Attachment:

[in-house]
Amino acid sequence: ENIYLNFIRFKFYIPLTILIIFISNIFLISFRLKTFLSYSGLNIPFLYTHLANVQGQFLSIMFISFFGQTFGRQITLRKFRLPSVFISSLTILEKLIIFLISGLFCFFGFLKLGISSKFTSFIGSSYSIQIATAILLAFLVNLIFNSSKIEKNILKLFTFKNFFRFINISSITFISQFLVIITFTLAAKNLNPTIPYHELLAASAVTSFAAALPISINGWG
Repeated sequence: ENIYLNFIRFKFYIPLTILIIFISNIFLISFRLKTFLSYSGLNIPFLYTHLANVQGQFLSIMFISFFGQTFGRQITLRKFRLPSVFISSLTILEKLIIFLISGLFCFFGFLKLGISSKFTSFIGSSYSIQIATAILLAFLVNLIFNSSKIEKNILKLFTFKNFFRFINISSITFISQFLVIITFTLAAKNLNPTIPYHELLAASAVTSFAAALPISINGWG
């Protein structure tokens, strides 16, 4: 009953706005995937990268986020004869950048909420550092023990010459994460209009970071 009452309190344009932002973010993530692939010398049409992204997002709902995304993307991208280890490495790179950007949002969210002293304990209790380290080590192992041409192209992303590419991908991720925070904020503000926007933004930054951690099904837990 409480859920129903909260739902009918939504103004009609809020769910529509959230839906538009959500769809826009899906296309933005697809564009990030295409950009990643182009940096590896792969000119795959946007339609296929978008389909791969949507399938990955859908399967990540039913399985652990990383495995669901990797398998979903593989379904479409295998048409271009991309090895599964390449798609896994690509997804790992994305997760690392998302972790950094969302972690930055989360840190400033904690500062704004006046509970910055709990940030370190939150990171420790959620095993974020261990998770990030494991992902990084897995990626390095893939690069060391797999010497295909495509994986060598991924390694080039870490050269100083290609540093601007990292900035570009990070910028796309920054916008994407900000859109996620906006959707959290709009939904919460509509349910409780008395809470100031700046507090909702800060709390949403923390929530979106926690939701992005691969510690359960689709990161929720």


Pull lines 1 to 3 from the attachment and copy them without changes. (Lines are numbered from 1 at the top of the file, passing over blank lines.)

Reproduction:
[in-house]
Amino acid sequence: ENIYLNFIRFKFYIPLTILIIFISNIFLISFRLKTFLSYSGLNIPFLYTHLANVQGQFLSIMFISFFGQTFGRQITLRKFRLPSVFISSLTILEKLIIFLISGLFCFFGFLKLGISSKFTSFIGSSYSIQIATAILLAFLVNLIFNSSKIEKNILKLFTFKNFFRFINISSITFISQFLVIITFTLAAKNLNPTIPYHELLAASAVTSFAAALPISINGWG
Repeated sequence: ENIYLNFIRFKFYIPLTILIIFISNIFLISFRLKTFLSYSGLNIPFLYTHLANVQGQFLSIMFISFFGQTFGRQITLRKFRLPSVFISSLTILEKLIIFLISGLFCFFGFLKLGISSKFTSFIGSSYSIQIATAILLAFLVNLIFNSSKIEKNILKLFTFKNFFRFINISSITFISQFLVIITFTLAAKNLNPTIPYHELLAASAVTSFAAALPISINGWG